Wave of Change Bavaria May Soon Legalize Surfing in Munich

Surfers who ride the wave of the Eisbach, a small canal, have become a major tourist attraction in Munich. For years the sport has been prohibited on the river. But state and city officials may soon move to lift the ban.

Two cyclists in shorts and flip-flops weave their way through the rush-hour traffic along Prinzregenten Street in Munich, with surfboards under their arms. A woman in a convertible whistles at them. At the same time, a group of surfers makes its way across the Hofgarten behind the Bavarian governor's office, and more young surfers are just emerging from the Lehel subway station, one already wearing a wetsuit.

It's 9 a.m. and the temperature in downtown Munich is about 24 degrees Celsius (75 degrees Fahrenheit). The sky is a brilliant blue. "It's a perfect day," comments the man in the wetsuit, who is walking barefoot.

Germany has coastline along both the North and Baltic Seas, and yet its best surfing is found in southern, landlocked Munich. The Eisbach, a small canal, flows through the city's famous English Garden (Englischen Garten), directly behind the Haus der Kunst art museum. Just beyond the Himmelreich Bridge, the canal surges over a bulge in the streambed, creating a standing wave a good meter (three feet) high.

On warm days, surfers from all over the city make their way to the Eisbach. They jump onto their boards from the concrete bank of the canal and the Eisbach's flow rate -- about one meter per second -- provides enough boost to let the surfboards glide on the surface.

The Eisbach, of course, is missing many elements of traditional surfing -- paddling out into the ocean, quickly standing up, the thrust of an approaching breaker. Instead, this is known as river surfing.

A Booming Sport in Bavaria's Capital

Thanks to the Eisbach, surfing is a booming sport in the Bavarian capital. The city boasts surf shops, and local clubs host surfer parties. Weekends see up to 50 surfers waiting in line for their next turn along the banks of the Eisbach. Professional surfers from Hawaii and California have had a go on Munich's wave -- and most have failed to ride it particularly well. Those adept at the sport can keep their boards on the narrow chute of water for several minutes, flitting back and forth as they show off their tricks. A surfer who loses his or her balance is immediately swept away by the current, and has to get back in line again.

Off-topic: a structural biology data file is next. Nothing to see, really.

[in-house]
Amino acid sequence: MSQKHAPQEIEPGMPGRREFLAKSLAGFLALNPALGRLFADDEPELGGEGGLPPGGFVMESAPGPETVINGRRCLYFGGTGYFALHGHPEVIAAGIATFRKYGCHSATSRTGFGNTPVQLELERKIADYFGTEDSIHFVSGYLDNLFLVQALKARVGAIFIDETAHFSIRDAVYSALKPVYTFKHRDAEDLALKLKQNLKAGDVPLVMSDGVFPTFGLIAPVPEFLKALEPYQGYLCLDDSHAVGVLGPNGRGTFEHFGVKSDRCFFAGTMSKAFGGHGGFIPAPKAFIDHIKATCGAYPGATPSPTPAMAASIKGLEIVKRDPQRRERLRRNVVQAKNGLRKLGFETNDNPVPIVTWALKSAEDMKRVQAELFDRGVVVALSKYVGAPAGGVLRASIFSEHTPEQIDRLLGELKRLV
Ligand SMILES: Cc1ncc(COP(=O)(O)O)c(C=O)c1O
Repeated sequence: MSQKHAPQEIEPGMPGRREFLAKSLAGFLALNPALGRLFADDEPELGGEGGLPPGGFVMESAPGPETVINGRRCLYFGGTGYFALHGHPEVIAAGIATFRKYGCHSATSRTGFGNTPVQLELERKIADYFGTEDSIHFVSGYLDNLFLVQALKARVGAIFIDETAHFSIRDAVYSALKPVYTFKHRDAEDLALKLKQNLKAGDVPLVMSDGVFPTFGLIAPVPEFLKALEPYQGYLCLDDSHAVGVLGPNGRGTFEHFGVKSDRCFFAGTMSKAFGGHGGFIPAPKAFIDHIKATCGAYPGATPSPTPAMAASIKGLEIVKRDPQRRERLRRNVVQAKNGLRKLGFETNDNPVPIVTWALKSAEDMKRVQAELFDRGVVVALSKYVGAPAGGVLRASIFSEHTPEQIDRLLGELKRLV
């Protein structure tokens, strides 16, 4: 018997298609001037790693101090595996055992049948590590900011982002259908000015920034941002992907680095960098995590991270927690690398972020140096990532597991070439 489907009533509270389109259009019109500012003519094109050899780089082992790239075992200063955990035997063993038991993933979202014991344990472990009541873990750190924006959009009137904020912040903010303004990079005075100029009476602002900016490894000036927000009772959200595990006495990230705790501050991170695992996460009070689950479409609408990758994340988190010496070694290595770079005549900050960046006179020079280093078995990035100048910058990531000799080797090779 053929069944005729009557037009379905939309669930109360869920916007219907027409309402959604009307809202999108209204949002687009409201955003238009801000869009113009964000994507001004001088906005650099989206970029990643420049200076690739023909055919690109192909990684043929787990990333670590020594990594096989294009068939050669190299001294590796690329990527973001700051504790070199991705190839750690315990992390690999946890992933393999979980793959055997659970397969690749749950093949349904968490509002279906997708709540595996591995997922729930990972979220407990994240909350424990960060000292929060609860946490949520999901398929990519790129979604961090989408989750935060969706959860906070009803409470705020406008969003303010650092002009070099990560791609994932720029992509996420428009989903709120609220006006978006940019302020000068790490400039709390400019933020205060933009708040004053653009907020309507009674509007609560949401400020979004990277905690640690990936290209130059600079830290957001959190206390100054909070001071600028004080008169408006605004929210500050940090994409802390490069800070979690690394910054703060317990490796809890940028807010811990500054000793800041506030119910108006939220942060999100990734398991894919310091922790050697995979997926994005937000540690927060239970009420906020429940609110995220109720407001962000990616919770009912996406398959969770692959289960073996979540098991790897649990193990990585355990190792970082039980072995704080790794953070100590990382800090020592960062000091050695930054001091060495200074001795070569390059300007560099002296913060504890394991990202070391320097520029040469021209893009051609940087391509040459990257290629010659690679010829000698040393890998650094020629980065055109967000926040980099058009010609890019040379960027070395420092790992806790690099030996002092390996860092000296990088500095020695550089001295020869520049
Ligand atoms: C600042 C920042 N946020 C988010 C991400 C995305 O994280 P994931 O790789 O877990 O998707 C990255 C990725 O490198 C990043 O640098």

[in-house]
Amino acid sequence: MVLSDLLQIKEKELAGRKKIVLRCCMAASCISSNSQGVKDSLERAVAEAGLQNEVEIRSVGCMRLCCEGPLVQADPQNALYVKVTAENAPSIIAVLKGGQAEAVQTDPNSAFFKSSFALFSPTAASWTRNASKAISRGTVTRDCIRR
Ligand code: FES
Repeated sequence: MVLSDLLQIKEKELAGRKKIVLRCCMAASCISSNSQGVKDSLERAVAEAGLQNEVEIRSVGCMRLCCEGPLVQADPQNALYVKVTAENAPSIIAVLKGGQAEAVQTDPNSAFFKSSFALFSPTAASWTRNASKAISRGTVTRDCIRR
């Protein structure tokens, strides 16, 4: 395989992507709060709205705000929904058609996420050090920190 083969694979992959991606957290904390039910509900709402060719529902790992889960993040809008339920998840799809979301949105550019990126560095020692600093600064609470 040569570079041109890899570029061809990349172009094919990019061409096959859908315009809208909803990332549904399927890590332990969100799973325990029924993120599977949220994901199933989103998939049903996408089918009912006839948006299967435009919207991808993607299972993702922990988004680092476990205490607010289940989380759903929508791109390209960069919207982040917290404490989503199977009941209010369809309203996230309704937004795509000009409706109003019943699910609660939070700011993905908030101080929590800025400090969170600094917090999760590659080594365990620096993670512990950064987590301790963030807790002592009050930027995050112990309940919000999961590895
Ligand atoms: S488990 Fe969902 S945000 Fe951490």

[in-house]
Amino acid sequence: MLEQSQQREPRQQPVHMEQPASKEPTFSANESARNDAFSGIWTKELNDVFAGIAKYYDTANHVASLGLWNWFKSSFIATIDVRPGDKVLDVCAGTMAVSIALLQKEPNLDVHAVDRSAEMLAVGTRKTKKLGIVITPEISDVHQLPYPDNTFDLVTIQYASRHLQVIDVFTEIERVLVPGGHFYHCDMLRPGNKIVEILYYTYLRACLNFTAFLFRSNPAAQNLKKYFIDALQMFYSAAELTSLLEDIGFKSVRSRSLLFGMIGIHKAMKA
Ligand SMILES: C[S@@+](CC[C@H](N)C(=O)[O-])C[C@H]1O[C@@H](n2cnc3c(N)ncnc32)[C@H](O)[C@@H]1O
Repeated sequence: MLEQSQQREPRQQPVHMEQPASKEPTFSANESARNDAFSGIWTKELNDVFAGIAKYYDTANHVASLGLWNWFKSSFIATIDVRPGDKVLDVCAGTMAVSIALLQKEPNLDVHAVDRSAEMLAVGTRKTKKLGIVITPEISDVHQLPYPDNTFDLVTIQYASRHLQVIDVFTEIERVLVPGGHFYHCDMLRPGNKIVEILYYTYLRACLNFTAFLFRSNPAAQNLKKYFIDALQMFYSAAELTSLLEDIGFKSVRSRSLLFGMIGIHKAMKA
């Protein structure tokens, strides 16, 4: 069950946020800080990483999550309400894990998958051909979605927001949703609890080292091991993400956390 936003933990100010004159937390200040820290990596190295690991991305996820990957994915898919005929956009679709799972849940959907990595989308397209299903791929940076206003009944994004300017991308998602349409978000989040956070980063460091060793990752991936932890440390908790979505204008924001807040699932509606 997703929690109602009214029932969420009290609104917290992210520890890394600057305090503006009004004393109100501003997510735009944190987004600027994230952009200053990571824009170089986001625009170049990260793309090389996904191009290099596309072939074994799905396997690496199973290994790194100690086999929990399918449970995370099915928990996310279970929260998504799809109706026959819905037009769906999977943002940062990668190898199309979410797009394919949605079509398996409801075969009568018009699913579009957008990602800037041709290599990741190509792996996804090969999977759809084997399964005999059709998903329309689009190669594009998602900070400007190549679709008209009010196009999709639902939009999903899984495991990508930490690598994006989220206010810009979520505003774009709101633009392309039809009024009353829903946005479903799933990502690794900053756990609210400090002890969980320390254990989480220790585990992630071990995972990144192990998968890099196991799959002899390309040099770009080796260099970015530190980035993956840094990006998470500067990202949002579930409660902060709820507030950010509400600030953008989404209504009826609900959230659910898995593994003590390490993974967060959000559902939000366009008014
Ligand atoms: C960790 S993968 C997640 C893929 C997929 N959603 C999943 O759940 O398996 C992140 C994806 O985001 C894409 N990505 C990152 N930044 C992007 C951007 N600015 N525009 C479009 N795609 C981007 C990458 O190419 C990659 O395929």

The first surfers discovered the Eisbach in the 1970's. Safety issues -- whether the canal, with its rapid current, is too dangerous for the sport -- has persisted for as long as people have surfed here. A small canal connect to the Isar River, the Eisbach can be treacherous. Three people drowned in the canal in 2007, and swimming is strictly forbidden throughout the English Garden.

But the temptation of Eisbach's wave has always been enough to make even the most law-abiding surfer flout the rules -- and the phenomenon has been a nuisance for the city government for years. Politicians in the past have called for a surfing ban, and one plan even suggested reworking the bed of the canal to eliminate the wave entirely.

A Major Tourist Attraction

But opinions have changed with the times. Eisbach surfers have become known as a Munich tourist attraction, just like the Chinese Tower or Oktoberfest. Tour buses now include the Himmelreich Bridge on their routes, and on the weekends hundreds of tourists stop to watch on their way to the Haus der Kunst. Instead of destroying the surfers' playground, politicians are now looking for a way to legalize the spectacle. But it's proving difficult.

Surfing isn't regulated under the city's swimming and boating ordinances. But the sport could perhaps be viewed as "permissible common usage of a body of water," local administrative official Wilfried Blume-Beyerle explained last year. Blume-Beyerle, who oversees matters of health and environment for the city, now wants to present a model for permitting surfing in Munich. It will be necessary, however, to ensure that in cases of accidents, neither the city nor the state could be held liable.

The legal status of the Eisbach is complicated -- the state of Bavaria owns the land, but the city of Munich is responsible for the water. Politicians are, however, close to finding a solution.

Bavarian Finance Minister Georg Fahrenschon, who advocated for the surfers during the last election campaign for Bavaria's state parliament, has proposed a deal to Munich Mayor Christian Ude. Fahrenschon, whose administration sits just minutes away from the wave, wants to transfer ownership of the Eisbach to the city. Munich, as sole owner, could then implement a plan to allow surfing. Ude doesn't oppose the plan, either. He's "generally happy to accept" gifts of property, he says, and will consider the suggestion "favorably."

At the moment, the idea is stuck in the administrative pipeline, and the government says it may be winter before Munich's surf scene is officially sanctioned.

The surfers, of course, can't wait that long. The season has already begun and the Eisbach's water is getting warmer by the day. Competitions have already been planned for the summer.

Someone, in fact, has gone ahead and anticipated the city government's decision. A wooden sign hung on the bank by the wave now reads: "Swimming verboten! Surfing allowed!!!"

Die Wiedergabe wurde unterbrochen.